Enterprises, Inc. All rights reserved

"To be blunt, we go through this every time we add a new character to the
game. The folks at Lucasfilm were just as hands-on when we were designing the
versions of Darth Vader and Yoda that will also soon be appearing in Disney
Infinity 3.0," Bunker laughed. "So in the end, if the character's
creators AND the fans are happy, then I'm happy."

This article was originally posted on the Huffington Post's Entertainment page on Tuesday, June 9, 2015

Jim Hill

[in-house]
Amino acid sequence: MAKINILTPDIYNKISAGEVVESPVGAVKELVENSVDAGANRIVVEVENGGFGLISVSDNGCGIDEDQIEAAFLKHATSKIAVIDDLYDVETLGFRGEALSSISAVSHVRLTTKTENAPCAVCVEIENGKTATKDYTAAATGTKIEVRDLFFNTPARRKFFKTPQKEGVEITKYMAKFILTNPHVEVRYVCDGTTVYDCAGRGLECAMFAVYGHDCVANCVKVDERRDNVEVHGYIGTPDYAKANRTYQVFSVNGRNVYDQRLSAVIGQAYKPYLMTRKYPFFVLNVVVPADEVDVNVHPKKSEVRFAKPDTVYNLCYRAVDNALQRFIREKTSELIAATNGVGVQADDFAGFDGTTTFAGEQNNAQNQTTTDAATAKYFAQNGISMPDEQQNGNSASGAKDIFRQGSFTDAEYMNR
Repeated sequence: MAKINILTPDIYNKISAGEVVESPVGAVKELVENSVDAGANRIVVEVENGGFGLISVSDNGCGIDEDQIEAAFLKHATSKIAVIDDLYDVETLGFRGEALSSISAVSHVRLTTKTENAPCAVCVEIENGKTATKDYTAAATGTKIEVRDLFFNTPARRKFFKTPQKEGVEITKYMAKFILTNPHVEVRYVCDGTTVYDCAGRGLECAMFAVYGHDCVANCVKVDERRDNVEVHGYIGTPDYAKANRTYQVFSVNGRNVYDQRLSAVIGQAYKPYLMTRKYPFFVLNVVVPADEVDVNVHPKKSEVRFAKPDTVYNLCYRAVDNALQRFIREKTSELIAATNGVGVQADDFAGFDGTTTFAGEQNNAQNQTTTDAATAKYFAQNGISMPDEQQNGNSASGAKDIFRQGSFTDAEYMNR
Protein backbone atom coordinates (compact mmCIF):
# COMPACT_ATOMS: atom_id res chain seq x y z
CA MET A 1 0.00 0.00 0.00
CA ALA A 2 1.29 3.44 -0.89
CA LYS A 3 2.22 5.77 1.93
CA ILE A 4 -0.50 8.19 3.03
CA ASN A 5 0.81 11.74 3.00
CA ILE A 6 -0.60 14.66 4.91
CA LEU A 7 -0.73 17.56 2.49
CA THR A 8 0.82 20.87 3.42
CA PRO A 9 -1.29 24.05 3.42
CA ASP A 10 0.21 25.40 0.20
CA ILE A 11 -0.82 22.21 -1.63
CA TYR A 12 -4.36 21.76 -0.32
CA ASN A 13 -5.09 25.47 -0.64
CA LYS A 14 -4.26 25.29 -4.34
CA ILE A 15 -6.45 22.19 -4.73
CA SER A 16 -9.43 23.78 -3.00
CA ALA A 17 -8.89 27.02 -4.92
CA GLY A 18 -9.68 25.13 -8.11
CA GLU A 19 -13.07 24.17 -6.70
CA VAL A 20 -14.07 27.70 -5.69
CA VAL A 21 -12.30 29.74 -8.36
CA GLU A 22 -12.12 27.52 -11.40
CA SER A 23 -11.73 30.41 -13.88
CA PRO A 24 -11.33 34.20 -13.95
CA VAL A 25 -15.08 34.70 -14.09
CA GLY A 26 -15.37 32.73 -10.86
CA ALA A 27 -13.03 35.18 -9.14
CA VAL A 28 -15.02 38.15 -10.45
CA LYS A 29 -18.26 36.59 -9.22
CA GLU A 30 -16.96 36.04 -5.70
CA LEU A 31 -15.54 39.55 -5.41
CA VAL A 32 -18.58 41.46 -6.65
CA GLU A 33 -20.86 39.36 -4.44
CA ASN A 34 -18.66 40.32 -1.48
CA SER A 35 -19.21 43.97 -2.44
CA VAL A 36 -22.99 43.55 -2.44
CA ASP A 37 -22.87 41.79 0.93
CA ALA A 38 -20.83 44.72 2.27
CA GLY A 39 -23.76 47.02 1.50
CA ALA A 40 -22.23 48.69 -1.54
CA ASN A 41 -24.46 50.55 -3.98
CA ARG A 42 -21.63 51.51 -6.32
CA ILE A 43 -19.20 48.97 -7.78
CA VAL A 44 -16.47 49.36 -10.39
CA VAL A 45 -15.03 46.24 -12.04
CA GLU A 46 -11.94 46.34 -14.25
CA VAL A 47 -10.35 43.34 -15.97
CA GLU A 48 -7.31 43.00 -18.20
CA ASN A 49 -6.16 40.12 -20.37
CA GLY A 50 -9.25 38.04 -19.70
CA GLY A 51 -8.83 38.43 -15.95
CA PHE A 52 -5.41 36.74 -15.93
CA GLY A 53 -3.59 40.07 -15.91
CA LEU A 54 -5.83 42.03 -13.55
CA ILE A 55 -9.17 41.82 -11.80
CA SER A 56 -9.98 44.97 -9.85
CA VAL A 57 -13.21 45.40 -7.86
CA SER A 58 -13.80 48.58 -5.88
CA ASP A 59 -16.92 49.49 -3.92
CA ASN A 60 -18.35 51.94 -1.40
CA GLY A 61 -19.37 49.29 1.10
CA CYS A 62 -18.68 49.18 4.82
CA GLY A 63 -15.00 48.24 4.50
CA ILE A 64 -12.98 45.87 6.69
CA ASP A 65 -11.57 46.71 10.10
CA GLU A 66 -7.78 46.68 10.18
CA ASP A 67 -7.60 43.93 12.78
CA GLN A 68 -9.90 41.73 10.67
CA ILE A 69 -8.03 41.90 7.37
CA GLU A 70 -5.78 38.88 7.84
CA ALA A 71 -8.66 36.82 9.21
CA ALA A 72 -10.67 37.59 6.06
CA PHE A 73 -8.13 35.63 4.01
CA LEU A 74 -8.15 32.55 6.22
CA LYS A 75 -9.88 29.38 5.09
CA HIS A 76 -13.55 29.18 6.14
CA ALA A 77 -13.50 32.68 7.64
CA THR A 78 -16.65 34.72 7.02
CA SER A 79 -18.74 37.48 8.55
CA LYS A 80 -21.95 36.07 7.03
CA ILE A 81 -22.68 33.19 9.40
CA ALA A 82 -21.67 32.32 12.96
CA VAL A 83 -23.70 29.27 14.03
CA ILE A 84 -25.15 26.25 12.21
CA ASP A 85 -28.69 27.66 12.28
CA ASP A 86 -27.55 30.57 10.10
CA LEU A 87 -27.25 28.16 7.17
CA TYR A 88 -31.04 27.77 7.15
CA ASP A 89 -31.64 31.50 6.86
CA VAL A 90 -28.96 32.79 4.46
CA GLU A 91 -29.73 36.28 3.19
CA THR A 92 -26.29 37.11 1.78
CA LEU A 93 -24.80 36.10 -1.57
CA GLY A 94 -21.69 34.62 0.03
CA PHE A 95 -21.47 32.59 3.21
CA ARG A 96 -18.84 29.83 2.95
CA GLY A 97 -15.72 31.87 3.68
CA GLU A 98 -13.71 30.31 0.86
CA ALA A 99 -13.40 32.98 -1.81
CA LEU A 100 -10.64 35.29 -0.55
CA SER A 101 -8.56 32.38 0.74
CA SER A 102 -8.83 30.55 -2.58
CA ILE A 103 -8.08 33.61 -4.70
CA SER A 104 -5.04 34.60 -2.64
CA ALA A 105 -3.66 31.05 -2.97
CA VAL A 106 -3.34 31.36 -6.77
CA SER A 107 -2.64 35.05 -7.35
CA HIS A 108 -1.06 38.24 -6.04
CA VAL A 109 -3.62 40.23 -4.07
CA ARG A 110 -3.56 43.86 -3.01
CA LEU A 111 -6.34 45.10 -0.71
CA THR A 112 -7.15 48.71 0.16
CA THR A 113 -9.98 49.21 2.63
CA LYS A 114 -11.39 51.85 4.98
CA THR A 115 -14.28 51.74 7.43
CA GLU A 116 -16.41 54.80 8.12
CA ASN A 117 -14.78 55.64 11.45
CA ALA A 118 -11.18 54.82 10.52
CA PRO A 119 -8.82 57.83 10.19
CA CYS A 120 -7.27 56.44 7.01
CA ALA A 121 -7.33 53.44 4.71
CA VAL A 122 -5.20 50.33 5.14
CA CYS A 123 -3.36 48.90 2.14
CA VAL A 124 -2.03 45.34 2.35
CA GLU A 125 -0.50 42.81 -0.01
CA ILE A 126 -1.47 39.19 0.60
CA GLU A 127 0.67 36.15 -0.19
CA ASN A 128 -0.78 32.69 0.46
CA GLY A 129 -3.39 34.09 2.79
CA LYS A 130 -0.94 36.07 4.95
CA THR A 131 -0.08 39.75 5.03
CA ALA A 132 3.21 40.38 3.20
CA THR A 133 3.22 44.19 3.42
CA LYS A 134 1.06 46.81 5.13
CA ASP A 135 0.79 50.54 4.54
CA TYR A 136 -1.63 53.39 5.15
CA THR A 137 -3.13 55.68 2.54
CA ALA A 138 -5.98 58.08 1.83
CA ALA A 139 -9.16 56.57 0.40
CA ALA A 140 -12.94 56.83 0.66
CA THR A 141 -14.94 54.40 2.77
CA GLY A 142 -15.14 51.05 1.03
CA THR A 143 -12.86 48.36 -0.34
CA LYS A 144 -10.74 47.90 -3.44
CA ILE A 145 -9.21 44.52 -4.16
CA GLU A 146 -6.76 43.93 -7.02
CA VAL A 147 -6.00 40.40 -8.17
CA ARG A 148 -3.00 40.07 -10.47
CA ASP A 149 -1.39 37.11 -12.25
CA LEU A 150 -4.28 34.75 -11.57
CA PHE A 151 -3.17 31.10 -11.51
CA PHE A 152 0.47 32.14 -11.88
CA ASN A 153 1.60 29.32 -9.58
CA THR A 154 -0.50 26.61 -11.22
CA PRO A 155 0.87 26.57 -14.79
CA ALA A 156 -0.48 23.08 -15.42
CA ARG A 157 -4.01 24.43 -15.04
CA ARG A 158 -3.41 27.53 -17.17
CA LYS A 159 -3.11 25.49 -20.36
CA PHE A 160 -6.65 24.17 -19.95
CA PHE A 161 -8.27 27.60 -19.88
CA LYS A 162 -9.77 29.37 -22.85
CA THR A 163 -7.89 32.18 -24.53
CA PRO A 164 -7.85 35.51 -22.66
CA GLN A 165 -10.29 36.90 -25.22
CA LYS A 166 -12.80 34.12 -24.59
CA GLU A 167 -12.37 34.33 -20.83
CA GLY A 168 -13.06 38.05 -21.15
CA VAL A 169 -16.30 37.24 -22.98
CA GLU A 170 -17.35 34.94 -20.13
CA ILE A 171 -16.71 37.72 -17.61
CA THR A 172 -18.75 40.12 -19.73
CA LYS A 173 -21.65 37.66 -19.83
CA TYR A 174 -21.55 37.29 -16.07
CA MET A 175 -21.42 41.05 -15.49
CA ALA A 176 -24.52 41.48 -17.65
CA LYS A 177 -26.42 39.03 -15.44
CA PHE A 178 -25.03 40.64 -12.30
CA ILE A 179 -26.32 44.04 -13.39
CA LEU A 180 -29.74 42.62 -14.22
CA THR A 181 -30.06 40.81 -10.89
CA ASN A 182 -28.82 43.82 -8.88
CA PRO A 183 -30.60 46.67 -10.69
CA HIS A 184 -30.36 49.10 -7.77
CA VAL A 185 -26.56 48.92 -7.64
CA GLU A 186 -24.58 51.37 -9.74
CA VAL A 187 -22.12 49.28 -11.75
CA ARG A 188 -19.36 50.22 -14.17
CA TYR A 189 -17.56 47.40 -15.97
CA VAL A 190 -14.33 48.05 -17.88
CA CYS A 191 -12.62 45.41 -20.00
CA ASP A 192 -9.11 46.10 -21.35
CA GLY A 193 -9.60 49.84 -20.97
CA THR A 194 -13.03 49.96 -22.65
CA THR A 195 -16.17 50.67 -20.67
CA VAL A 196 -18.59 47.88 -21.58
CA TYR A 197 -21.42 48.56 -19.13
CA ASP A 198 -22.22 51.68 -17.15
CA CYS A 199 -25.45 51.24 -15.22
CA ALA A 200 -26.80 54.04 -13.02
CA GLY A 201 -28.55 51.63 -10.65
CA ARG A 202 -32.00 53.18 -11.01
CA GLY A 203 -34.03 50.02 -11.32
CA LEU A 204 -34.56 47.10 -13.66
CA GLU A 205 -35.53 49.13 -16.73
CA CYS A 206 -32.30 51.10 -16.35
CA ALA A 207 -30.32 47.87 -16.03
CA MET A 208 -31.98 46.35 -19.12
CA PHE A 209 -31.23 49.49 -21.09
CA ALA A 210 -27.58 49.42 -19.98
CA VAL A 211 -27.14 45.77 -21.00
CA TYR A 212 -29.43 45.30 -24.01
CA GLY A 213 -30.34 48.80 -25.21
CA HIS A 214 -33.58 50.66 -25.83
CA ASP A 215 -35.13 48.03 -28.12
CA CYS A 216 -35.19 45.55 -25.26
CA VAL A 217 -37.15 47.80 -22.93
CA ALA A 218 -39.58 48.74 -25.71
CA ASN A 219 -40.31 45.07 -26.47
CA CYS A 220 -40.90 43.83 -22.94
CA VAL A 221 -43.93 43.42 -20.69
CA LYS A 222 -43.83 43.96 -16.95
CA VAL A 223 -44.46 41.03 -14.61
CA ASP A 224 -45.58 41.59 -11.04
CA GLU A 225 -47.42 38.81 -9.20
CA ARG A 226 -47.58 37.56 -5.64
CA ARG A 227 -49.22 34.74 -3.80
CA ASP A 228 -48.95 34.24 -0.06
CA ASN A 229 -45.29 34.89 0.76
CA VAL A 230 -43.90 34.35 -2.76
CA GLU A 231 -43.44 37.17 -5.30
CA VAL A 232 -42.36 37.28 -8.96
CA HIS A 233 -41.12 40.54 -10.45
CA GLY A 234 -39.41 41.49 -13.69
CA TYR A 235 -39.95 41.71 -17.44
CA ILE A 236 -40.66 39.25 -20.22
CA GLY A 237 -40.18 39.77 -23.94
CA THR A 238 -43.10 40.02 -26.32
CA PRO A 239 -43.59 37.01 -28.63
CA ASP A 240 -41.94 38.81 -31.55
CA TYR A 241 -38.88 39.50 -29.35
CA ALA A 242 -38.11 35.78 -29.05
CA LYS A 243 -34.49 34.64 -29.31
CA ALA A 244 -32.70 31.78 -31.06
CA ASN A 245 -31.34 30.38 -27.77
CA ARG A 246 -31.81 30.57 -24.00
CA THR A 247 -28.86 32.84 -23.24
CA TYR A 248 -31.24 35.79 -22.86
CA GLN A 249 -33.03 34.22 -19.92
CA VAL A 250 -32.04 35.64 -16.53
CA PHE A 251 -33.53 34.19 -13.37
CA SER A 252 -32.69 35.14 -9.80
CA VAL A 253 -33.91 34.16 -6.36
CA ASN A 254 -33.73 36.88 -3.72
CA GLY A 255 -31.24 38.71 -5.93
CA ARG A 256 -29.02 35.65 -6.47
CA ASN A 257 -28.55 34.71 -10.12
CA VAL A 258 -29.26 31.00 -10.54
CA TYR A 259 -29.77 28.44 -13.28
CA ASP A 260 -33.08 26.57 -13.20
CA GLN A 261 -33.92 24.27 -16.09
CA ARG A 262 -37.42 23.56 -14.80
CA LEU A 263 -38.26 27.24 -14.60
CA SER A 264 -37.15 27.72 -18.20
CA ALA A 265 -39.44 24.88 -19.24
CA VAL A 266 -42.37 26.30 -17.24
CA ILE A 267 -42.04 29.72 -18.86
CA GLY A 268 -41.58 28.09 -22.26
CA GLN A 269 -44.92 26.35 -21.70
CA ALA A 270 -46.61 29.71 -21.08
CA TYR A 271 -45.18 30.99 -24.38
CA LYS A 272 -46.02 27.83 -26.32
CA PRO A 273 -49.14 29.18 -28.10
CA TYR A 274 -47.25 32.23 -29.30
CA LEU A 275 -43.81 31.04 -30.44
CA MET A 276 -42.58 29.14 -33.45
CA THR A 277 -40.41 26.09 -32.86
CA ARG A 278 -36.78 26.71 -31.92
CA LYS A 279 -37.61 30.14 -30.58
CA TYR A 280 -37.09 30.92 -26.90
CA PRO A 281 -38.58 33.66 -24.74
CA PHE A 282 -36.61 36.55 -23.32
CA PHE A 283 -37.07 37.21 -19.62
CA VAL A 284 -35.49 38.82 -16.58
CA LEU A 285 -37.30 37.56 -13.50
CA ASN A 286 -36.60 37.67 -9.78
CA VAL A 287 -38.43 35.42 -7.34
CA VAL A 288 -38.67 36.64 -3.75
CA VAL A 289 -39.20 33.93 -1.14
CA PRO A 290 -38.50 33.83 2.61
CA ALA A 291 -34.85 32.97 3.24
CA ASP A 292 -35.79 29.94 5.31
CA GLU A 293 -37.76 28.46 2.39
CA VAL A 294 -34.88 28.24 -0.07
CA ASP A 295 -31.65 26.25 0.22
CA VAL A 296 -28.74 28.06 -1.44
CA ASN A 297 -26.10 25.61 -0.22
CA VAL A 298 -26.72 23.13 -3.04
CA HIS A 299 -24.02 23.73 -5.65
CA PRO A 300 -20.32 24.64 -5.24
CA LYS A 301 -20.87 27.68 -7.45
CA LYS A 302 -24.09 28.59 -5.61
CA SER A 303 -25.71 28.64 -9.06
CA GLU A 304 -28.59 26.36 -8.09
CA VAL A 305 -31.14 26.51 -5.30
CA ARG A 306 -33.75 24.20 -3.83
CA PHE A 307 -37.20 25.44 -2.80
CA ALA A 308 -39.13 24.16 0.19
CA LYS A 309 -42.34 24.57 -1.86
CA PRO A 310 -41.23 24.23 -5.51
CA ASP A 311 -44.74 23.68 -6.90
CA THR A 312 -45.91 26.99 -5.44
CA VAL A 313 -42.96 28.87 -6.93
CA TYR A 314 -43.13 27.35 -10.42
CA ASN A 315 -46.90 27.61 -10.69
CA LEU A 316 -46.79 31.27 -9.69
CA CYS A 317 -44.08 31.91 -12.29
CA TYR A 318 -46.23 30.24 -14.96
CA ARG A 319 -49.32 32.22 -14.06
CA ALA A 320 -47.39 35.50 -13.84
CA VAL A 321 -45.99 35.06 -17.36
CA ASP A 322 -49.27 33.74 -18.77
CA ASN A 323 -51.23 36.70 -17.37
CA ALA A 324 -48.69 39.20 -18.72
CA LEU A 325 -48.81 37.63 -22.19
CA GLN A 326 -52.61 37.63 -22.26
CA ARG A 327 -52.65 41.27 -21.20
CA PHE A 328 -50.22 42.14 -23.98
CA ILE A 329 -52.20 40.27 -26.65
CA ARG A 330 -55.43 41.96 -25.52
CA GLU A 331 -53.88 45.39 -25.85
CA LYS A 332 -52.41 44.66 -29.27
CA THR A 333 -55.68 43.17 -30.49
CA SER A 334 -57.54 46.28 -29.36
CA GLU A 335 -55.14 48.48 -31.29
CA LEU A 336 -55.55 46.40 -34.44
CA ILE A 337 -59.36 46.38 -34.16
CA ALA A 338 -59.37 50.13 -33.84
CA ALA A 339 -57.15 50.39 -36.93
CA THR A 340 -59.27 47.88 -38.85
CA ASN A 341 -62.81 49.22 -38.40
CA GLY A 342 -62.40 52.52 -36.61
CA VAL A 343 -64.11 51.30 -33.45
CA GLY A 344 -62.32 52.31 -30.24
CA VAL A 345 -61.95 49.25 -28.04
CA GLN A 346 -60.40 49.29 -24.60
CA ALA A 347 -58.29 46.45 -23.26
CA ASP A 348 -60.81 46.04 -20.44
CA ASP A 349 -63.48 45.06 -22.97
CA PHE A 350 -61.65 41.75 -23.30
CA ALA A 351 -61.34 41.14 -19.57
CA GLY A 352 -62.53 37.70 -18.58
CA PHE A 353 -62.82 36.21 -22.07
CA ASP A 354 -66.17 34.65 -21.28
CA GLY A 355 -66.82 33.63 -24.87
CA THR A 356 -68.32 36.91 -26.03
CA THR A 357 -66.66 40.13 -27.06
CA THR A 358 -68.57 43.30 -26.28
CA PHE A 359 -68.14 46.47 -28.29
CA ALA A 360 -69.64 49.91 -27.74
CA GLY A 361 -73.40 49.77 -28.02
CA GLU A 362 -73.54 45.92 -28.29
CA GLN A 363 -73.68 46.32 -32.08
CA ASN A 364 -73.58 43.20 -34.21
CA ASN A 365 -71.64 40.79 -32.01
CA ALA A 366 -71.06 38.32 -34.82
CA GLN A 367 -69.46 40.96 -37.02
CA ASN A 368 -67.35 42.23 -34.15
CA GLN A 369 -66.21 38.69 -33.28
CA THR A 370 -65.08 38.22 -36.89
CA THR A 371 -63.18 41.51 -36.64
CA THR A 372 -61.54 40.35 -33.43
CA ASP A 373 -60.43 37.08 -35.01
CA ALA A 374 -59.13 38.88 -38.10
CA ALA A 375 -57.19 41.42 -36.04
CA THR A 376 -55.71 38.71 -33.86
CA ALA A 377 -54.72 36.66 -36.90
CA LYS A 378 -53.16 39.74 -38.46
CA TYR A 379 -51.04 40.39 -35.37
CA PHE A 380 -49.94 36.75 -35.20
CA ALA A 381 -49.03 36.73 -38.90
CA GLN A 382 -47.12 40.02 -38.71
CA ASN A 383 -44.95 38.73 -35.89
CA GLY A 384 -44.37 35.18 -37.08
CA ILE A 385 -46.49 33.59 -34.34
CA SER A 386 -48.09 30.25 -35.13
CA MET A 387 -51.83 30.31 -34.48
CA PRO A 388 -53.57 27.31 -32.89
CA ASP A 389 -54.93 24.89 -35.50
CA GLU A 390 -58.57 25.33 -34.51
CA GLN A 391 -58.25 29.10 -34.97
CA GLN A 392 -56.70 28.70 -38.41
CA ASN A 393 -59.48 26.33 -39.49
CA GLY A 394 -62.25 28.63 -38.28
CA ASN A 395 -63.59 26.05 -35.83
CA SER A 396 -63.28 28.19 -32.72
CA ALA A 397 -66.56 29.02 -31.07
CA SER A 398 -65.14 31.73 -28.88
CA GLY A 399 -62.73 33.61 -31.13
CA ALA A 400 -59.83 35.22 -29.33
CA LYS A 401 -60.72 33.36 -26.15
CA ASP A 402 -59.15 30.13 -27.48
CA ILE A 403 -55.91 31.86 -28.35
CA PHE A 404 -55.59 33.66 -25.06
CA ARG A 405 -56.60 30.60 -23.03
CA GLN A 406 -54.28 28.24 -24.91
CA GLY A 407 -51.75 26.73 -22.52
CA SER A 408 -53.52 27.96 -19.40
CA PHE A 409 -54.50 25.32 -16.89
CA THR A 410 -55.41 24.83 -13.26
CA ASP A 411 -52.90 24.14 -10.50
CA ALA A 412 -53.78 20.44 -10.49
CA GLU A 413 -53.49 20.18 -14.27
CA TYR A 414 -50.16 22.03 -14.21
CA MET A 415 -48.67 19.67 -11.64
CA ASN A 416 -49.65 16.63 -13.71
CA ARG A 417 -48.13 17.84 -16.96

Jim Hill is an entertainment writer who has specialized in covering The Walt Disney Company for nearly 40 years now. Over that time, he has interviewed hundreds of animators, actors, and Imagineers -- many of whom have shared behind-the-scenes stories with Mr. Hill about how the Mouse House really works. In addition to the 4000+ articles Jim has written for the Web, he also co-hosts a trio of popular podcasts: “Disney Dish with Len Testa,” “Fine Tooning with Drew Taylor” and “Marvel US Disney with Aaron Adams.” Mr. Hill makes his home in Southern New Hampshire with his lovely wife Nancy and two obnoxious cats, Ginger & Betty.